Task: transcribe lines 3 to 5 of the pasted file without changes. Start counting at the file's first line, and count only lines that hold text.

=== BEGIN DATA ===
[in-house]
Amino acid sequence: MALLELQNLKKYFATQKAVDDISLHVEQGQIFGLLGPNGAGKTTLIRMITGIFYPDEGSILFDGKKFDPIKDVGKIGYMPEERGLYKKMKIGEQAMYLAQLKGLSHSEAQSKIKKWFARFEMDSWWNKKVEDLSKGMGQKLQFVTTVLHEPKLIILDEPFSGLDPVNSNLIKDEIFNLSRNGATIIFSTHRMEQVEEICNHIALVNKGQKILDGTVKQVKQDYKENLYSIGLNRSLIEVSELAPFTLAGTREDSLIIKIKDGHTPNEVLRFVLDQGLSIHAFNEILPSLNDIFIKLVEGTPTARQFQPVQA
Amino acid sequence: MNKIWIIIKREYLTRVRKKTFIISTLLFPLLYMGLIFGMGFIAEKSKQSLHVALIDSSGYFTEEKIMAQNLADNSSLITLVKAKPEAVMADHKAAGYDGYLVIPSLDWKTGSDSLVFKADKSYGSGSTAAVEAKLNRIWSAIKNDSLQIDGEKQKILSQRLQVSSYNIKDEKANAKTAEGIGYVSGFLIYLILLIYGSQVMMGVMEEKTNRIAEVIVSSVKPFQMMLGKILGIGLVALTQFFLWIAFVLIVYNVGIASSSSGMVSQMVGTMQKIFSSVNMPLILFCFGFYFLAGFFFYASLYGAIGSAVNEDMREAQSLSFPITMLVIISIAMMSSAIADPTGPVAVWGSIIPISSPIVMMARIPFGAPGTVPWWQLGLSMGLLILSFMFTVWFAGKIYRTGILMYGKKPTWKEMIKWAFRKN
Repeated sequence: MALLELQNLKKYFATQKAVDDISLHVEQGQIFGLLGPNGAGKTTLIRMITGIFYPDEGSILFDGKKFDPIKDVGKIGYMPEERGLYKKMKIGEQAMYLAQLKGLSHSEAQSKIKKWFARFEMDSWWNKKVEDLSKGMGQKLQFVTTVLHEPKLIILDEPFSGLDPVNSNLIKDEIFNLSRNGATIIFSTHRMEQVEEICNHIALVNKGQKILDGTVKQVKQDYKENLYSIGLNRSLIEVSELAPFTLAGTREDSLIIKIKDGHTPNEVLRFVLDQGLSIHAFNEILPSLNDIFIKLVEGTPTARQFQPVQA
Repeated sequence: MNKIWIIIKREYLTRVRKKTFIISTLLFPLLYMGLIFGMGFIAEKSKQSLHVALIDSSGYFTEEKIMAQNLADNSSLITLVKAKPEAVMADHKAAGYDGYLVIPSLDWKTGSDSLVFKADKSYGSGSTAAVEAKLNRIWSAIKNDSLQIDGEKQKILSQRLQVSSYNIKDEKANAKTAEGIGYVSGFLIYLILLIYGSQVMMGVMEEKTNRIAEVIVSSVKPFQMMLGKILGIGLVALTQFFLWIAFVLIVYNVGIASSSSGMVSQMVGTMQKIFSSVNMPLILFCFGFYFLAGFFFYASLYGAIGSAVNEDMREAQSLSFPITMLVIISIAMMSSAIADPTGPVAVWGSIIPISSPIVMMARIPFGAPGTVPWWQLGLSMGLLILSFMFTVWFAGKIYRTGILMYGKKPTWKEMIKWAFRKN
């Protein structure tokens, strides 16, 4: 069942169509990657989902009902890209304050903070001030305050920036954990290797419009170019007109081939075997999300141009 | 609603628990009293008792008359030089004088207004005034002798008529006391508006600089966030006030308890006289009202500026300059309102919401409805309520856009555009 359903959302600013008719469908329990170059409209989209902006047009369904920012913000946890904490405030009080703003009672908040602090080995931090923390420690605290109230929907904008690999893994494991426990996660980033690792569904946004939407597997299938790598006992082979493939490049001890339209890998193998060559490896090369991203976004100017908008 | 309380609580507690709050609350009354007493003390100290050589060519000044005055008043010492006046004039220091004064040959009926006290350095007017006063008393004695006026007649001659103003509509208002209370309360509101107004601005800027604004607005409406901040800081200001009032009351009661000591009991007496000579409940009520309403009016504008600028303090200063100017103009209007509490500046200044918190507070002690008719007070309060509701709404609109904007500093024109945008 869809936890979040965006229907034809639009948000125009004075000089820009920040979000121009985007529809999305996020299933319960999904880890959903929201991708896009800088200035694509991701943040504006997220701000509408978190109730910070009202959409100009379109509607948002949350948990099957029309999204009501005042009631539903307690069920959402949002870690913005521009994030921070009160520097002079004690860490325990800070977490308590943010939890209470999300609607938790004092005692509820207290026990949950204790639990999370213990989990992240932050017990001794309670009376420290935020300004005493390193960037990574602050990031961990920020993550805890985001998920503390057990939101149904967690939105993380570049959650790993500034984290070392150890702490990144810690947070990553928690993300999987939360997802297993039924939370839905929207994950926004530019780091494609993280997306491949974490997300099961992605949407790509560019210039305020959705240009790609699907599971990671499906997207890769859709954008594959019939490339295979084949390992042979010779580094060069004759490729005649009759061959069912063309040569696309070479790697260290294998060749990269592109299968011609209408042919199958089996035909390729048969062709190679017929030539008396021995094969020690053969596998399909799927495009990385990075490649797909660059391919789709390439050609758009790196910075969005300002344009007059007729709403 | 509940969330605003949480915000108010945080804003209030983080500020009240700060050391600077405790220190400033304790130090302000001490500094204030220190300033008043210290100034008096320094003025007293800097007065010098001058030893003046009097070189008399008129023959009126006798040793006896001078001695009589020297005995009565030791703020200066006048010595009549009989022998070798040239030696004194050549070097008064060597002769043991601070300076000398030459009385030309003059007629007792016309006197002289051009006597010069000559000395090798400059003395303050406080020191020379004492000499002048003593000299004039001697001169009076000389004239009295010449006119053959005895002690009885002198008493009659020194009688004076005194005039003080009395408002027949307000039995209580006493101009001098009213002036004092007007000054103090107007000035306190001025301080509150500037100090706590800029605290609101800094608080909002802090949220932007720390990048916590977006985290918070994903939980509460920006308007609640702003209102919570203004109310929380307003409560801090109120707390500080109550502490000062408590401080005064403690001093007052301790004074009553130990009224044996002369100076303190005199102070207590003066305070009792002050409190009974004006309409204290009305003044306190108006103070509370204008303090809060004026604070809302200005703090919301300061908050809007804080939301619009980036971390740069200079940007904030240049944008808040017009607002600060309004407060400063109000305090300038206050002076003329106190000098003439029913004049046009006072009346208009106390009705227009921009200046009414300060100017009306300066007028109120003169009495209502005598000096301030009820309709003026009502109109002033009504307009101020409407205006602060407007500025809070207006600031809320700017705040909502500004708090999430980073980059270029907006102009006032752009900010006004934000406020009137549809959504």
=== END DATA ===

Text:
Amino acid sequence: MNKIWIIIKREYLTRVRKKTFIISTLLFPLLYMGLIFGMGFIAEKSKQSLHVALIDSSGYFTEEKIMAQNLADNSSLITLVKAKPEAVMADHKAAGYDGYLVIPSLDWKTGSDSLVFKADKSYGSGSTAAVEAKLNRIWSAIKNDSLQIDGEKQKILSQRLQVSSYNIKDEKANAKTAEGIGYVSGFLIYLILLIYGSQVMMGVMEEKTNRIAEVIVSSVKPFQMMLGKILGIGLVALTQFFLWIAFVLIVYNVGIASSSSGMVSQMVGTMQKIFSSVNMPLILFCFGFYFLAGFFFYASLYGAIGSAVNEDMREAQSLSFPITMLVIISIAMMSSAIADPTGPVAVWGSIIPISSPIVMMARIPFGAPGTVPWWQLGLSMGLLILSFMFTVWFAGKIYRTGILMYGKKPTWKEMIKWAFRKN
Repeated sequence: MALLELQNLKKYFATQKAVDDISLHVEQGQIFGLLGPNGAGKTTLIRMITGIFYPDEGSILFDGKKFDPIKDVGKIGYMPEERGLYKKMKIGEQAMYLAQLKGLSHSEAQSKIKKWFARFEMDSWWNKKVEDLSKGMGQKLQFVTTVLHEPKLIILDEPFSGLDPVNSNLIKDEIFNLSRNGATIIFSTHRMEQVEEICNHIALVNKGQKILDGTVKQVKQDYKENLYSIGLNRSLIEVSELAPFTLAGTREDSLIIKIKDGHTPNEVLRFVLDQGLSIHAFNEILPSLNDIFIKLVEGTPTARQFQPVQA
Repeated sequence: MNKIWIIIKREYLTRVRKKTFIISTLLFPLLYMGLIFGMGFIAEKSKQSLHVALIDSSGYFTEEKIMAQNLADNSSLITLVKAKPEAVMADHKAAGYDGYLVIPSLDWKTGSDSLVFKADKSYGSGSTAAVEAKLNRIWSAIKNDSLQIDGEKQKILSQRLQVSSYNIKDEKANAKTAEGIGYVSGFLIYLILLIYGSQVMMGVMEEKTNRIAEVIVSSVKPFQMMLGKILGIGLVALTQFFLWIAFVLIVYNVGIASSSSGMVSQMVGTMQKIFSSVNMPLILFCFGFYFLAGFFFYASLYGAIGSAVNEDMREAQSLSFPITMLVIISIAMMSSAIADPTGPVAVWGSIIPISSPIVMMARIPFGAPGTVPWWQLGLSMGLLILSFMFTVWFAGKIYRTGILMYGKKPTWKEMIKWAFRKN